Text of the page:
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Title: The search for sense : dance in Yogyakarta
Author: Hughes-Freeland, Felicia
Awarding Body: SOAS University of London
Current Institution: SOAS, University of London
Date of Award: 1986
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Dance plays an important role in how Javanese people represent themselves to each other and to non-Javanese. This study explores dance forms associated with the Sultan's palace in Yogyakarta, taken up by various interest groups after Indonesian independence. Part One presents a survey of current theoretical approaches to dance for anthropology, their limitations being illustrated by an analysis of palace dance, particularly the classification of forms, movements, and modes, and raises questions about the usefulness of the term 'dance', used here for convenience, not as an essentialised category (Chapters II-III). Implications are developed with reference to fields of aesthetics and semiotics, and I consider the relation of representations to reality (Chapter IV). Part Two introduces data about the traditional associations of these representations. Classifications and model- making in observer and informant accounts lead to how people make sense and how presuppositions generate discourses which allow meaningfulness to be delayed rather than fulfilled, and it is argued that 'poetic' features of this be rejected as constituting grounds for the formulation of the Javanese as 'other' (Chapters V-VI). How these styles of explanation affect our understanding of metaphysical dimensions is explored, from accounts of the self through Javanese theories of knowledge, to current Javanese polemics and what these make theories of communication look like, and how ideas about the past are used in the contest to define authenticity in 'classical' dance in Yogyakarta today (Chapters VII-VIII). The problem of closure in categories is the broadest concern of this study, particularly 'dance', 'Java', and also 'anthropology'. The perspectival approach aims to do justice to the ethnography, and to overcome misrepresentations arising from translations of indigenous terms and discourses. Though ignorance leads the fieldworker to take things too literally, informant ignorance is recognised. What data are is a matter of interpretation, and the conclusion hesitates to posit, and asks instead that we acknowledge our own tendency to create and rest on images, and take more note of what we are doing when we represent other societies to ourselves.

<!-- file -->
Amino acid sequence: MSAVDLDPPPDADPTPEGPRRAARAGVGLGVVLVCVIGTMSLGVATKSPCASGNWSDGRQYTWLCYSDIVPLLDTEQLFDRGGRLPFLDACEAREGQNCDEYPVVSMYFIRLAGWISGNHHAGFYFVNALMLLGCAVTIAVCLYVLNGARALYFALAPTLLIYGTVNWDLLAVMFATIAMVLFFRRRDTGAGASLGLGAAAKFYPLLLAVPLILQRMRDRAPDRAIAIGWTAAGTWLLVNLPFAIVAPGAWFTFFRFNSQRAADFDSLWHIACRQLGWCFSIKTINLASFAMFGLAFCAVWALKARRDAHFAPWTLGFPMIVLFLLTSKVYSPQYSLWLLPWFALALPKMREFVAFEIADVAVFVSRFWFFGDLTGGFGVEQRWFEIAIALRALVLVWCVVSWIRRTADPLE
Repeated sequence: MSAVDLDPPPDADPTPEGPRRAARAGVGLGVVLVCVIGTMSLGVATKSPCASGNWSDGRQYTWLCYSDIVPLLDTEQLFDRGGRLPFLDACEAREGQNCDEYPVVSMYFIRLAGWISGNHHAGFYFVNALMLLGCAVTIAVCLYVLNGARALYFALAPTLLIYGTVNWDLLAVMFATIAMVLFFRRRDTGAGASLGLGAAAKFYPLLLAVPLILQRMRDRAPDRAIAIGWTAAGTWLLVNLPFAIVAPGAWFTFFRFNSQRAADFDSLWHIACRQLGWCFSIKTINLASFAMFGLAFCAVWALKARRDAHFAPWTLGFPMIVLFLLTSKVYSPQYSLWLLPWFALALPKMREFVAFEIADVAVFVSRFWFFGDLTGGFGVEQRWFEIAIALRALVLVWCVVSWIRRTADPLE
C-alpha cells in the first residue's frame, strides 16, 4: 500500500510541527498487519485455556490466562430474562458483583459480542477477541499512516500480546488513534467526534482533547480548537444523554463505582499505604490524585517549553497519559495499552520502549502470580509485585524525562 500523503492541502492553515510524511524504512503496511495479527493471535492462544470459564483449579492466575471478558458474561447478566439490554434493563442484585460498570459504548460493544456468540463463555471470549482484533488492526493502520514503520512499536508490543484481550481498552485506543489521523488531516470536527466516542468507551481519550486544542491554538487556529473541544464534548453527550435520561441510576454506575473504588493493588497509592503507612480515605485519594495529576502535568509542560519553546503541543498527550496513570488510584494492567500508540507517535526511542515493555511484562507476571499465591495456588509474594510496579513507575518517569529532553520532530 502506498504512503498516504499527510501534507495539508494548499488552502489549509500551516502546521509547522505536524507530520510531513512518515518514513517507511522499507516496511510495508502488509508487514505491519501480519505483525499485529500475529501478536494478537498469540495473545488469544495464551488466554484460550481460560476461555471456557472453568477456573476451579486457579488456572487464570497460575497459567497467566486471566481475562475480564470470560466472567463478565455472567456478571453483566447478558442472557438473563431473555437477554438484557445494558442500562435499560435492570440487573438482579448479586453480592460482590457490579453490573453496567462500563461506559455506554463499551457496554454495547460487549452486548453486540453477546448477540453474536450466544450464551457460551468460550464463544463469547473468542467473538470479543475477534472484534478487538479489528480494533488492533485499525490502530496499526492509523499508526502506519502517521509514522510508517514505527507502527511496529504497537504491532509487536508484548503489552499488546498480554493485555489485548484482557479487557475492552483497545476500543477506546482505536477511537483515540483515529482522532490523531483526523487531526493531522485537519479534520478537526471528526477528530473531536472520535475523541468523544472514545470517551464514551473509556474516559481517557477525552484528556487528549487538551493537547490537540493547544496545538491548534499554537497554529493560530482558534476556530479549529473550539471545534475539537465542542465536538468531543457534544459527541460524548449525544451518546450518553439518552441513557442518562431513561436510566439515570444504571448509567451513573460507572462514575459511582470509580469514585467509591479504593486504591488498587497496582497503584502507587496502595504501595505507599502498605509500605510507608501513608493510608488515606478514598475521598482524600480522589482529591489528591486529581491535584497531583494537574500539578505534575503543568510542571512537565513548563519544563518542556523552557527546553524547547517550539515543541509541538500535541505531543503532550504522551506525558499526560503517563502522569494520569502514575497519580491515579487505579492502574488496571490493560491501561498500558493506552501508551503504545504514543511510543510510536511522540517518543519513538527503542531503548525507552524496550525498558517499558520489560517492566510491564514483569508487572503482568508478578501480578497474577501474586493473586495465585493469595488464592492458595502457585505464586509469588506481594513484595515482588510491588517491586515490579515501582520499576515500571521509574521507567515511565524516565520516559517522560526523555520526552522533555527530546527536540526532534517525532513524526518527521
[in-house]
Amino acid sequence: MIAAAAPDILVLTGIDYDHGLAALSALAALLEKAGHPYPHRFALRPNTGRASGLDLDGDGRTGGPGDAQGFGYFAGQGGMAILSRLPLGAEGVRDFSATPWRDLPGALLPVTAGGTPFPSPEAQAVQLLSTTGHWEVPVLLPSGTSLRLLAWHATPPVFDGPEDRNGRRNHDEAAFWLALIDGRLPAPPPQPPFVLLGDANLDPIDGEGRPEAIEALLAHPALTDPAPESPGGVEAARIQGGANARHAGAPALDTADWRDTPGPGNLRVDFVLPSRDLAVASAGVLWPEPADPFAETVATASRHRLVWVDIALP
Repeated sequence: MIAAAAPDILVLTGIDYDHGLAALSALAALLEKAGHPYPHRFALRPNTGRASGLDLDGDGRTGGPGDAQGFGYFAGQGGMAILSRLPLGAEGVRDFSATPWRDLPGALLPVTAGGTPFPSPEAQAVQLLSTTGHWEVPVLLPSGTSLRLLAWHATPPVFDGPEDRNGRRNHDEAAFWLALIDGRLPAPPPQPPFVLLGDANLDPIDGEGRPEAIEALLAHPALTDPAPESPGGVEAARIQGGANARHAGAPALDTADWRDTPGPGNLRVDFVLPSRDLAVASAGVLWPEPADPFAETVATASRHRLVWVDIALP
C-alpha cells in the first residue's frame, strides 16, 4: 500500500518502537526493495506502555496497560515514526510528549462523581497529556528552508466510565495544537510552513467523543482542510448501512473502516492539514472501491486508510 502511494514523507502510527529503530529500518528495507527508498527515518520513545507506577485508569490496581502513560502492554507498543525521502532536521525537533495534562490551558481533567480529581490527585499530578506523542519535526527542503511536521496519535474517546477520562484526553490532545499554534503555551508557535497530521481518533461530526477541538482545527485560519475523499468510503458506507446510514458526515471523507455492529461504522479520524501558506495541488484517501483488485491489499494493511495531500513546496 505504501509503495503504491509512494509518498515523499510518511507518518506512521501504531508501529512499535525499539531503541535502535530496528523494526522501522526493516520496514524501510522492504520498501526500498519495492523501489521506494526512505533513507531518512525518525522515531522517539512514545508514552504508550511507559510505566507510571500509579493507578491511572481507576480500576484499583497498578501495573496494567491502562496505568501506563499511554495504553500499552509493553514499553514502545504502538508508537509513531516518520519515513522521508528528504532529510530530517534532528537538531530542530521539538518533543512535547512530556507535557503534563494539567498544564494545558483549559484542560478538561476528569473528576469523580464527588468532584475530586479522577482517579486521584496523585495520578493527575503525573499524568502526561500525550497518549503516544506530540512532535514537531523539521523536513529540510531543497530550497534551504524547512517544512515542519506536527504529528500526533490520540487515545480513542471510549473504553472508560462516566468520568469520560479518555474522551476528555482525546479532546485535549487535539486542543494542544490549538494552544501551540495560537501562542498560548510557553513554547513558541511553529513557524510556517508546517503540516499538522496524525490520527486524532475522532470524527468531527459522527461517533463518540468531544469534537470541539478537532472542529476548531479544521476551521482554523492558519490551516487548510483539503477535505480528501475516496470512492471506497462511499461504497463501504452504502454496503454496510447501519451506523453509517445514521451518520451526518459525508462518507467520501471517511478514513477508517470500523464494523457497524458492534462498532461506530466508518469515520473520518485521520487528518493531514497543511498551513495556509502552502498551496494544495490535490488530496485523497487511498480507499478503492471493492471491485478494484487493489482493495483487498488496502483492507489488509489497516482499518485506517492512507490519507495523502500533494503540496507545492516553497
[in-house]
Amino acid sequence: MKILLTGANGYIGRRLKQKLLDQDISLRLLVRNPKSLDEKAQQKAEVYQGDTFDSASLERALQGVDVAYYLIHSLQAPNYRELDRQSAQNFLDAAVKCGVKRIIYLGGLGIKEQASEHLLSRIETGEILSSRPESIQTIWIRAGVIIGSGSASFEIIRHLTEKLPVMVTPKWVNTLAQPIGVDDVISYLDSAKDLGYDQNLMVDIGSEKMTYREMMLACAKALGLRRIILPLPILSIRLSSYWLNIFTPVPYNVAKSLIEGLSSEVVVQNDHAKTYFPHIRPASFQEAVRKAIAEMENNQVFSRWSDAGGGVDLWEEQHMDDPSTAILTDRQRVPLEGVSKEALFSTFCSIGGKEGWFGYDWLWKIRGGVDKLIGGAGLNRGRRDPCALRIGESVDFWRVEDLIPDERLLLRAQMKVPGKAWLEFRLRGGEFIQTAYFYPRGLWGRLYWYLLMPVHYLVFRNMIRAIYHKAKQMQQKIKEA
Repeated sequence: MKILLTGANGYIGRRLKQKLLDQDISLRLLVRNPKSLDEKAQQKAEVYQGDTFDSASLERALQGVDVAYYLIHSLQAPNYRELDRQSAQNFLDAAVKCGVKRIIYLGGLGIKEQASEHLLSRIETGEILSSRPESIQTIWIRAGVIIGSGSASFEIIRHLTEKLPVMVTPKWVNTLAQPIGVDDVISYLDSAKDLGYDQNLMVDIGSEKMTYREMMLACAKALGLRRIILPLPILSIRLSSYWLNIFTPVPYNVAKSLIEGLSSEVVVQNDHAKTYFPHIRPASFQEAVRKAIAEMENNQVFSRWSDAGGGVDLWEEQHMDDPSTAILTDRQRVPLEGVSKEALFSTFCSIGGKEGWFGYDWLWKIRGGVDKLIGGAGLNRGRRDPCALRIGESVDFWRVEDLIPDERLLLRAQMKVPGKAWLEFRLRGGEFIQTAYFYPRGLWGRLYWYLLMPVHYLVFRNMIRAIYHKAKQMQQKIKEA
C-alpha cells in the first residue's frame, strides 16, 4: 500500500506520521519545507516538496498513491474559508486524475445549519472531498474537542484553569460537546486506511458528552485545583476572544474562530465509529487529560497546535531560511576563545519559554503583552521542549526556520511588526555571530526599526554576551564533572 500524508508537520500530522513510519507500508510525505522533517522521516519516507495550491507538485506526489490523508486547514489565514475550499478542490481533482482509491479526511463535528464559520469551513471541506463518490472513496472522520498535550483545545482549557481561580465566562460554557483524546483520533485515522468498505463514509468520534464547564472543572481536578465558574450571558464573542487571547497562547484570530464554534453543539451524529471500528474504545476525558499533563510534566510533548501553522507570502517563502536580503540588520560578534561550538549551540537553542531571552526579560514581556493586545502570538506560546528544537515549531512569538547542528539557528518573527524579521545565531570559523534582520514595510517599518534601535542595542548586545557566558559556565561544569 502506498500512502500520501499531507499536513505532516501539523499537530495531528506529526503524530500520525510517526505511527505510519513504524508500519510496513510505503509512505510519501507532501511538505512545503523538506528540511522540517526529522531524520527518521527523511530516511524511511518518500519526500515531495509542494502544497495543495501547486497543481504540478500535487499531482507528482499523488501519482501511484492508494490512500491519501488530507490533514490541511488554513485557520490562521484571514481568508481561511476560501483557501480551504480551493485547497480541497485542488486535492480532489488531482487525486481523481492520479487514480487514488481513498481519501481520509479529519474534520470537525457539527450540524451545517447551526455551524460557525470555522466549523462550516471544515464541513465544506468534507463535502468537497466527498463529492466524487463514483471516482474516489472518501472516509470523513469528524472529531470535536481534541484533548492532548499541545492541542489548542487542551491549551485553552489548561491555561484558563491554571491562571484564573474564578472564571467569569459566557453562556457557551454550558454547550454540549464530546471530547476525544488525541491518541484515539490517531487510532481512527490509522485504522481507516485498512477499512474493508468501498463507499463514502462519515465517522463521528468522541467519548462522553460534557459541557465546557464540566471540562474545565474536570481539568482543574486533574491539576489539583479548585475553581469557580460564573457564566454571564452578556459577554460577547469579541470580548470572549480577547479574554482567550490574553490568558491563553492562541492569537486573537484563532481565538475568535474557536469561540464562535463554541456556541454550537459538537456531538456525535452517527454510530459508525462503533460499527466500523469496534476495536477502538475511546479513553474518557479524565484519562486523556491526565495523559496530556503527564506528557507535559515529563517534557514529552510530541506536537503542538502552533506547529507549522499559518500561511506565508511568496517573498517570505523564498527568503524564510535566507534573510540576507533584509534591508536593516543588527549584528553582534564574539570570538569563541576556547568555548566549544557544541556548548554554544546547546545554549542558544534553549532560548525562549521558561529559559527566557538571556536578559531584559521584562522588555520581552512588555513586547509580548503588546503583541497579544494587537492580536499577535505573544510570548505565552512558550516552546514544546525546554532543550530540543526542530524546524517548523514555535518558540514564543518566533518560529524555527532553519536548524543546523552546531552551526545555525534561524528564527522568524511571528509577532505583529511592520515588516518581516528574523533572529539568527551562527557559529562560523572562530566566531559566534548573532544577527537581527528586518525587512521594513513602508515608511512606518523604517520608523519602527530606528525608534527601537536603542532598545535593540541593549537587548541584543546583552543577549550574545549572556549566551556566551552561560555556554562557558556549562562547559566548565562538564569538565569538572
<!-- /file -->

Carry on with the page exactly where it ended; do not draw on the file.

Supervisor: Not available Sponsor: Not available
Qualification Name: Thesis (Ph.D.) Qualification Level: Doctoral